Administrative Tribunals Act, 1985 – Section 15(1) – Kerala Administrative Tribunal – All service matters relating to any person who is doing any service to the government in connection with the affairs of the State will have to be dealt with by the State Tribunal constituted under the Administrative Tribunals Act.
IN THE HIGH COURT OF KERALA AT ERNAKULAM
S. SIRI JAGAN, J.
ZWP(C) Nos.229 & 231 of 2012
Dated this the 31st day of May, 2012
FOR PETITIONERS : BY ADVS.SRI.M.R.SABU, SMT.ANU SIVARAMAN, SMT.S.SHEEJA KUMARY (AYOOR); FOR RESPONDENTS : BY GOVERNMENT PLEADER SRI.M.A.FAYAZ
J U D G M E N T
These writ petitions come up before me for deciding the question as to whether these writ petitions should be entertained by this Court or should the petitioners be relegated to the jurisdiction of the Kerala Administrative Tribunal. In the first writ petition, the petitioners are HR/CLR workers under the Department of Irrigation of the Government of Kerala. In the other writ petition, the petitioners are part time sweepers in the Department of Sports and Youth affairs and the Directorate of Sports and Youth Affairs. The Registry noted a defect that the petitioners being employees of the Government of Kerala working under departments of the State Government, the jurisdiction lies with the Kerala Administrative Tribunal under
Section 15 of the Administrative Tribunals Act.
The learned counsel for the petitioners contend that they are not regular employees in the State or Subordinate service of the Government of Kerala and, therefore, the jurisdiction vests with this Court. According to them, under Section 15(1)(b) of the Administrative Tribunals Act, only service matters of parsons appointed to any civil service of the State or any civil post under the State can be entertained by the Administrative Tribunal. They submit that the word, “Services” is defined in the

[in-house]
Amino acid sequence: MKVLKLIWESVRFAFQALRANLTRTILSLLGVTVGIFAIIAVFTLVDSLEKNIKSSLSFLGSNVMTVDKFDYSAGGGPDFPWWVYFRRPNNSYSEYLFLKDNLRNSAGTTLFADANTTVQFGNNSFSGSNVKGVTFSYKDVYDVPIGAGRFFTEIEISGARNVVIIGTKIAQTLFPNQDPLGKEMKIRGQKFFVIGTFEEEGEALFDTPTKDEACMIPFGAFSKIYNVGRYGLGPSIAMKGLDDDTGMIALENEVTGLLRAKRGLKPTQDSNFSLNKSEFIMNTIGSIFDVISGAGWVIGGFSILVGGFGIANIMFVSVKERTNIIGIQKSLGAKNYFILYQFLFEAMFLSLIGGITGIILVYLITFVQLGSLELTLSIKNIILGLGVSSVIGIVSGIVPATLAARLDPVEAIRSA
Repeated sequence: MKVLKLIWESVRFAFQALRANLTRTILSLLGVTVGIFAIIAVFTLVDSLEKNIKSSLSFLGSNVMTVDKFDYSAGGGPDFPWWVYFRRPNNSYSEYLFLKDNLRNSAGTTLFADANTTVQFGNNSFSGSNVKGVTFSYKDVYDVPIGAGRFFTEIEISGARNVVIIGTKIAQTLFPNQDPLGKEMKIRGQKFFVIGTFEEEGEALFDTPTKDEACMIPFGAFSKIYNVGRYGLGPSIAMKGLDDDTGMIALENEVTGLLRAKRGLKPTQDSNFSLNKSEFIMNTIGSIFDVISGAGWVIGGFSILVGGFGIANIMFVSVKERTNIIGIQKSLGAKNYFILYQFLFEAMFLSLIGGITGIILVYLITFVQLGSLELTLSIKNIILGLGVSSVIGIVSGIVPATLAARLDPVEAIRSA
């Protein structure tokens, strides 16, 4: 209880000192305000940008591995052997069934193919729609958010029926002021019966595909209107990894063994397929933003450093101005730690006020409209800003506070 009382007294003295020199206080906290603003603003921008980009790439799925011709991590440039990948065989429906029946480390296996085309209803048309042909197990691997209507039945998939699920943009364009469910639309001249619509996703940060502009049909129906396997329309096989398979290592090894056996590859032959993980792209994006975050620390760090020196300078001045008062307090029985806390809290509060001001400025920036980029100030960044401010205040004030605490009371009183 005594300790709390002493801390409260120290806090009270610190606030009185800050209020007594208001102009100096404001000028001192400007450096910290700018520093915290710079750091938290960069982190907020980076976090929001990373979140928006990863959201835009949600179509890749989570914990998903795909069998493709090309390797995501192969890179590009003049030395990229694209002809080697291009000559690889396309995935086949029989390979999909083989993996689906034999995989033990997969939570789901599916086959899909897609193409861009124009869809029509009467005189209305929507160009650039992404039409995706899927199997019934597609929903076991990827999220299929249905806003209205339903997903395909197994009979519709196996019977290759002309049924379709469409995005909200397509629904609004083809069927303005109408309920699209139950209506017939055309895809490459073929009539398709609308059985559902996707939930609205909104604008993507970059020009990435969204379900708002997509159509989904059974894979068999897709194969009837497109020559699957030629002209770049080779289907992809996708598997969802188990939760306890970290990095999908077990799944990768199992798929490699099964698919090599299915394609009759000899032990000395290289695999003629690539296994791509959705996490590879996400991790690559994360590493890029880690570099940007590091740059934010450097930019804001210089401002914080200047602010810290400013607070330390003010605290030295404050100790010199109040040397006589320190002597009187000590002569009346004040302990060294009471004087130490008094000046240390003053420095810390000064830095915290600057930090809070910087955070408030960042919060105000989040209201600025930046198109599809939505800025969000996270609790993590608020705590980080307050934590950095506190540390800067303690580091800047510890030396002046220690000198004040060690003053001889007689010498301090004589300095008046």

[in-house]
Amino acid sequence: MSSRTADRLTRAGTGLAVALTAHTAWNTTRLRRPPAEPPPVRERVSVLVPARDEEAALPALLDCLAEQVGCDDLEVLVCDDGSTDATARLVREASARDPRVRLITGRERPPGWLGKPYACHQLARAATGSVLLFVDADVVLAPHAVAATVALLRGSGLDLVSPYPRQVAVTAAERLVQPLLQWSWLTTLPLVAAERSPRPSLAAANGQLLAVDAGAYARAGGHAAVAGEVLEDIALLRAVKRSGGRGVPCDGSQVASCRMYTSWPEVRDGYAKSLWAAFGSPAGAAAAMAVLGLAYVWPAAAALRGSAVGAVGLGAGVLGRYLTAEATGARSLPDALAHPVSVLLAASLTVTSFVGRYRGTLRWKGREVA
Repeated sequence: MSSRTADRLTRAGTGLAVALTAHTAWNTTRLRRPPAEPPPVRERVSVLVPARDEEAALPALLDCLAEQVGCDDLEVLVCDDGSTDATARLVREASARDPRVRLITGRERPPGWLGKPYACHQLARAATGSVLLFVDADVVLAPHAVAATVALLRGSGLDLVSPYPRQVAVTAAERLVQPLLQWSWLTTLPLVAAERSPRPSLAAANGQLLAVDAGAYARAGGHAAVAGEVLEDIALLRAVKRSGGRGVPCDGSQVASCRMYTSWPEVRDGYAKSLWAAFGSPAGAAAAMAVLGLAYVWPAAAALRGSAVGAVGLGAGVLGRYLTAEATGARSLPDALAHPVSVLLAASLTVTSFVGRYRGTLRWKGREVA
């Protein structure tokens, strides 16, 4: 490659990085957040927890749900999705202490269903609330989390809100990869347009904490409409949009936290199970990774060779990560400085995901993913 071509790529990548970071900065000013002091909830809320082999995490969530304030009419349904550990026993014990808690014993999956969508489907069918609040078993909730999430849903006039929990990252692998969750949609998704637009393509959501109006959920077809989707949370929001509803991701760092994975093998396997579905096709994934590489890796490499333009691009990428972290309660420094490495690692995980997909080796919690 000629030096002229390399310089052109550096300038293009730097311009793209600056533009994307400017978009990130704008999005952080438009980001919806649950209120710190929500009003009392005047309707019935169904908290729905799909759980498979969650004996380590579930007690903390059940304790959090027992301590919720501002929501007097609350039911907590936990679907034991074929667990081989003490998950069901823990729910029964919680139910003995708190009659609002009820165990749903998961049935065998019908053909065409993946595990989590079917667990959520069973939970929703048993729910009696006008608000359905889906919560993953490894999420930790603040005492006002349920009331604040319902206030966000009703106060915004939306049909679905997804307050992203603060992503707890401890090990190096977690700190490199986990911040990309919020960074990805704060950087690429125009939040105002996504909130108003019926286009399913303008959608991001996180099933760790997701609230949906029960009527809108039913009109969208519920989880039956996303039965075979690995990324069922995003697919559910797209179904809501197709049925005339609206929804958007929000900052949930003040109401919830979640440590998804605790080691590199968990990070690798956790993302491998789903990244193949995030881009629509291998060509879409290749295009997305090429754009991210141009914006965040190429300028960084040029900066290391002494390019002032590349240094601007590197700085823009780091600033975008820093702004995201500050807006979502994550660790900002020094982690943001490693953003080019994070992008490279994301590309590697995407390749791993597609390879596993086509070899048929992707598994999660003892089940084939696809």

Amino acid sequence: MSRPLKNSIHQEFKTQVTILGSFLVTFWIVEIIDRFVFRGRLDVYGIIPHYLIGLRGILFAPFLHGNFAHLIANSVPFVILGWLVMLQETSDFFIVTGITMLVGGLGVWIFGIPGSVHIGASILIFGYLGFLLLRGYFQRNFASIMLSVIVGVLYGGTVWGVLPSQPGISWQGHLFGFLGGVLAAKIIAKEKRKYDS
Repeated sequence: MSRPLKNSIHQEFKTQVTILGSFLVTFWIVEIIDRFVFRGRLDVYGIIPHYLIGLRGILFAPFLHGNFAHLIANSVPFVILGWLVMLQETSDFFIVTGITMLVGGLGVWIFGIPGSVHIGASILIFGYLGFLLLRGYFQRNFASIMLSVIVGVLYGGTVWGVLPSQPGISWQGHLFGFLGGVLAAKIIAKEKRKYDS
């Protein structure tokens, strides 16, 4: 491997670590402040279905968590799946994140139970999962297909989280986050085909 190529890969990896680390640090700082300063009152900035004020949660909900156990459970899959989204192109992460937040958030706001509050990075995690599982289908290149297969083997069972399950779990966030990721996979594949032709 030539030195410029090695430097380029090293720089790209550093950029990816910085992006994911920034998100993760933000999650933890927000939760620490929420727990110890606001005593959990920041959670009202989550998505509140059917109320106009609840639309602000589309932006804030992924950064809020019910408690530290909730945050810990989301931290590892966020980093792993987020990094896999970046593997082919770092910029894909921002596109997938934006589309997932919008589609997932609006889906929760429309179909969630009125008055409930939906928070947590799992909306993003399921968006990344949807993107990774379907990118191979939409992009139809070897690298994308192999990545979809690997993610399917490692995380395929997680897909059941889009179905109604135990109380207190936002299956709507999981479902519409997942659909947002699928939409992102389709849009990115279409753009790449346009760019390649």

Kerala Civil Services (Classification, Control and Appeal) Rules, 1960
as a group of persons classified by the State Government as a State or Subordinate Service, as the case may be. Going by that definition, insofar as the petitioners are not classified by the State Government as State or subordinate service members, the Tribunal does not have jurisdiction and jurisdiction rests with this Court. They also rely on the decision of the Supreme Court in
Phool Badan Tiwari v. Union of India, (2003) 9 SCC 304
2. I have heard the learned Government Pleader also on the question as to whether this Court should entertain these writ petitions or the petitioners should be relegated to the Administrative Tribunal. According to the learned Government Pleader, the jurisdiction vests with the Kerala Administrative Tribunal in view of the definition of “service matters’ in the Administrative Tribunals Act, 1985. The matter has to be considered in the light of Section 15 (1) of the Administrative Tribunals Act, 1985. The same reads thus:
15. Jurisdiction, powers and authority of State Administrative Tribunals
(1) Save as otherwise expressly provided in this Act , the Administrative Tribunal for a State shall exercise, on and from the appointed day, all the jurisdiction, powers and authority exercisable immediately before that day by all courts (except the Supreme Court) in relation to-